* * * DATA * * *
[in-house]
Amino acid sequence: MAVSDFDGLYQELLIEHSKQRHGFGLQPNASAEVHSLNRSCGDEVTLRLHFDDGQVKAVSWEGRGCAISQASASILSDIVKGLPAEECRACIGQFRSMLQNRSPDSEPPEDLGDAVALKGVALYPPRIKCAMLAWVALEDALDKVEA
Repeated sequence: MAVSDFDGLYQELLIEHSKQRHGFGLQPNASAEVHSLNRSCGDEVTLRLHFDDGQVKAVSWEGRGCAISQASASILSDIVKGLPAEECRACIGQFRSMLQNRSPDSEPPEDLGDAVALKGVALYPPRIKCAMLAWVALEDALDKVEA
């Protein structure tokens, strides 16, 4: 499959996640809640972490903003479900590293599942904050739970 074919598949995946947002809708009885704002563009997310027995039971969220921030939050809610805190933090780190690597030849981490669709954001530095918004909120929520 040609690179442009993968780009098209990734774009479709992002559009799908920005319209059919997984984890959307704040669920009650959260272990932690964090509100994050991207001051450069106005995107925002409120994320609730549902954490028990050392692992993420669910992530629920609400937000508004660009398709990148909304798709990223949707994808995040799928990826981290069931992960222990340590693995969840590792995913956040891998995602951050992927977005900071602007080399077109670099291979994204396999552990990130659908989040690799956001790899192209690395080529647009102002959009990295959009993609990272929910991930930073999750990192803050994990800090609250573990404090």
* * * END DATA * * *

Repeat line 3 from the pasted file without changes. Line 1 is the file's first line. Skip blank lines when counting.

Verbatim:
Repeated sequence: MAVSDFDGLYQELLIEHSKQRHGFGLQPNASAEVHSLNRSCGDEVTLRLHFDDGQVKAVSWEGRGCAISQASASILSDIVKGLPAEECRACIGQFRSMLQNRSPDSEPPEDLGDAVALKGVALYPPRIKCAMLAWVALEDALDKVEA